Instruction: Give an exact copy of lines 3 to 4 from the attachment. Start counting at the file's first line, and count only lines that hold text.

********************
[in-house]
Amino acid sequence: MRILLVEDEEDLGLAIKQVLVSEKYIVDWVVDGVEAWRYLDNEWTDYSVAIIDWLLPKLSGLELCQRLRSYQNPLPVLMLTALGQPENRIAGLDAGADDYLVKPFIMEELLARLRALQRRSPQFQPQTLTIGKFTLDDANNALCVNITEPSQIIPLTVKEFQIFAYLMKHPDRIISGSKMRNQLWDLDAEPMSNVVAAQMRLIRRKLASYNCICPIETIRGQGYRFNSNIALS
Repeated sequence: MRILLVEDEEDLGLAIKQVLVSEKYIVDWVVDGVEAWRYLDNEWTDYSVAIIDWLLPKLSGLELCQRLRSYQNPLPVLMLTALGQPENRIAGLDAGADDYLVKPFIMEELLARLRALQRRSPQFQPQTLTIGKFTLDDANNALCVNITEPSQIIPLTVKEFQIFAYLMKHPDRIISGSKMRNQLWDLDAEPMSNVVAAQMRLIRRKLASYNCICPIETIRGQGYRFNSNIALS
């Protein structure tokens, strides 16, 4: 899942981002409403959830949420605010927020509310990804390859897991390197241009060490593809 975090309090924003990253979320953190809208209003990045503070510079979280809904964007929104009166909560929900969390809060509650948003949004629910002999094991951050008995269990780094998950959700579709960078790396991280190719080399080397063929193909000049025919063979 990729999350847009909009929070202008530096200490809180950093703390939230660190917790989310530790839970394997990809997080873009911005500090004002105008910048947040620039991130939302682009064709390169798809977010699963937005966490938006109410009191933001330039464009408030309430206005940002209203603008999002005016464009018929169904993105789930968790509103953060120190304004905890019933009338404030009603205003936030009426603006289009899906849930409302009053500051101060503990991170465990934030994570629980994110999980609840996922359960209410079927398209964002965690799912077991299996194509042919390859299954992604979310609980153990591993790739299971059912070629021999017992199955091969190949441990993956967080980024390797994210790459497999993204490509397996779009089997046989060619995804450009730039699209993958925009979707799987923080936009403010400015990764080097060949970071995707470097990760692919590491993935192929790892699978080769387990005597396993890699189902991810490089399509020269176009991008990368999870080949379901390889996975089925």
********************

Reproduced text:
Repeated sequence: MRILLVEDEEDLGLAIKQVLVSEKYIVDWVVDGVEAWRYLDNEWTDYSVAIIDWLLPKLSGLELCQRLRSYQNPLPVLMLTALGQPENRIAGLDAGADDYLVKPFIMEELLARLRALQRRSPQFQPQTLTIGKFTLDDANNALCVNITEPSQIIPLTVKEFQIFAYLMKHPDRIISGSKMRNQLWDLDAEPMSNVVAAQMRLIRRKLASYNCICPIETIRGQGYRFNSNIALS
């Protein structure tokens, strides 16, 4: 899942981002409403959830949420605010927020509310990804390859897991390197241009060490593809 975090309090924003990253979320953190809208209003990045503070510079979280809904964007929104009166909560929900969390809060509650948003949004629910002999094991951050008995269990780094998950959700579709960078790396991280190719080399080397063929193909000049025919063979 990729999350847009909009929070202008530096200490809180950093703390939230660190917790989310530790839970394997990809997080873009911005500090004002105008910048947040620039991130939302682009064709390169798809977010699963937005966490938006109410009191933001330039464009408030309430206005940002209203603008999002005016464009018929169904993105789930968790509103953060120190304004905890019933009338404030009603205003936030009426603006289009899906849930409302009053500051101060503990991170465990934030994570629980994110999980609840996922359960209410079927398209964002965690799912077991299996194509042919390859299954992604979310609980153990591993790739299971059912070629021999017992199955091969190949441990993956967080980024390797994210790459497999993204490509397996779009089997046989060619995804450009730039699209993958925009979707799987923080936009403010400015990764080097060949970071995707470097990760692919590491993935192929790892699978080769387990005597396993890699189902991810490089399509020269176009991008990368999870080949379901390889996975089925």